Marshmallow Laser Feast’s VR work “Evolver” wows Geneva audience – Screen International | Episode Movies

The European debut of the virtual reality event developer has become one of the hottest tickets in town at this year’s Geneva International Film Festival (GIFF), with its planned nine days of shows that sell out within hours of the first audiences hitting the streets of the Swiss city.

Staged in a bespoke dark space within GIFF’s prestigious Maison Communale de PlainPalais, the immersive installation combines serious independent filmmaking with cutting-edge craft from UK-based VR pioneers Marshmallow Laser Feast, in keeping with GIFF’s focus on exploring the Development of stories and the innovations in the way they are told.

The 24 minute installation is produced by Edward. R. Pressman, a renowned supporter of innovative independent filmmaking, and his longtime collaborator Terrence Malick, along with Dirty Films and French studio Atlas V. It is co-sponsored by Nicole Shanahan’s Bia Echo Foundation, digital medicine giant Fraunhofer MEVIS and the French telecommunications supports Banner Orange.

developer takes the viewer on a journey through the human body, tracing the flow of oxygen from the first breath around a person’s inner ecosystem to its origin, a single ‘breathing’ cell. It unfolds with narration by Cate Blanchett and a score featuring music by Jon Hopkins, Jonny Greenwood, Meredith Monk and Hildur Guðnadótti, among others.

Ersin Han Ersin, one of the co-founders of Marshmallow Laser Feast (alongside Nell Whitley and Barnaby Steel), believes Evolver exemplifies how film and television can come together.developer comes from a cinematic world,” he says. “Movie producers, actresses, screenwriters who use their voice and then use music written for movies.”

Malick’s interest in the project was sparked at the Cannes Film Festival a few years ago, according to Ersin, when the cult US director saw an early Marshmallow film — “a baked-in animation,” as Ersin puts it, “where there was no interaction, narration or… meditation moment”.

Evolver’s inclusion in GIFF’s Territoires Virtuels, an out-of-competition sidebar featuring immersive works, follows its world debut at Tribeca Immersive, part of New York’s Tribeca Festival. “Geneva International Film Festival is highly regarded and not so big that you get lost in a mass of shows,” notes Ersin. “It allows us to take the project to Europe and to a festival with impact and interested audiences.”

Marshmallow Laser Feast is in Geneva to talk to potential partners about bringing the show to a larger audience post-GIFF in Europe and Asia. “This isn’t a cinema that we can show to hundreds, thousands of people in each session,” says Ersin. “For us [at Marshmallow]it will be very crucial to find a new home for the project.”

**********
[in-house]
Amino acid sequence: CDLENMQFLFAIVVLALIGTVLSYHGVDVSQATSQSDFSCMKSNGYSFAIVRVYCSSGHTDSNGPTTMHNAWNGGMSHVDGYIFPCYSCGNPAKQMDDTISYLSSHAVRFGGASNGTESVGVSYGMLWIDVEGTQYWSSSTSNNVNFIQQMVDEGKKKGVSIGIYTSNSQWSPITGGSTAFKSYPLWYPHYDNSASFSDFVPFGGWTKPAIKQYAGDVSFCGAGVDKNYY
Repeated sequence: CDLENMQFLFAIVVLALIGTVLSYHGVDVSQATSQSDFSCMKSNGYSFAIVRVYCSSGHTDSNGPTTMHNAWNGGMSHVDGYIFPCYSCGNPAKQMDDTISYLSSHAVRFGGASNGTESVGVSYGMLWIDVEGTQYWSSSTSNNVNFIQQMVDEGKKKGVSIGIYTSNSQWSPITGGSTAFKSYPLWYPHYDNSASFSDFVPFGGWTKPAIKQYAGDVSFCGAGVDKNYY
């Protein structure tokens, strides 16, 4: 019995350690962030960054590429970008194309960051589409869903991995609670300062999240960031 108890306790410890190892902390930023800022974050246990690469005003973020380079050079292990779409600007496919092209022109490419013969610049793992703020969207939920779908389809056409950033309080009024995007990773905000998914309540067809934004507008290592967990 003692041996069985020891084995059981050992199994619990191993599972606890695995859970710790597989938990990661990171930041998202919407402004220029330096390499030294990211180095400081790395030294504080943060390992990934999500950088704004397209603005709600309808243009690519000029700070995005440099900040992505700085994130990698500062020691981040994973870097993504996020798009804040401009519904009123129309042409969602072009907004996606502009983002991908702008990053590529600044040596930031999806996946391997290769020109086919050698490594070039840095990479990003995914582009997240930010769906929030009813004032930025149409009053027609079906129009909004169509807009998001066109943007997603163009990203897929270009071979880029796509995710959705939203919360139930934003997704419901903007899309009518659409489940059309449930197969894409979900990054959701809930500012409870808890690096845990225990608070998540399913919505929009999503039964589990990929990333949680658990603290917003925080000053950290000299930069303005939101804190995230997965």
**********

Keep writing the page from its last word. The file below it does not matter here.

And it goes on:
developer represents an interesting moment in the evolving relationship between cinema and all things VR and Extended Reality (XR). Ersin believes the possibilities that VR and XR offer filmmakers are sparking more interest than ever. “It’s a great opportunity for us to take certain techniques and methods known to cinema and explore them through a new lens as experimental pieces where a voiceover can take you through an actual space, or we can those spaces build with an architecture in mind, and not just the script.”

There could be a tipping point once the size, weight and cost of VR headsets decrease, he says, but until then, film festivals are helping to shape public opinion about new technologies and techniques.

“The film festivals embraced VR early on, brought it into their realm, and gave it legitimacy and a platform to engage with the public and the press at the same time,” says Ersin. “When the home user actually starts acquiring these VR technologies for their home entertainment, it will become a new realm where filmmakers will use their vision not for a theater or cinema but for 10 million people or 100 million people in their homes be able.”

“The very premise of VR is a lens for filmmaking. When home users actually start acquiring these technologies for their home entertainment, it will become a new realm where filmmakers can use their vision not in a theater or cinema but for 10 million people or 100 million people in their homes. “

GIFF runs until November 13th.

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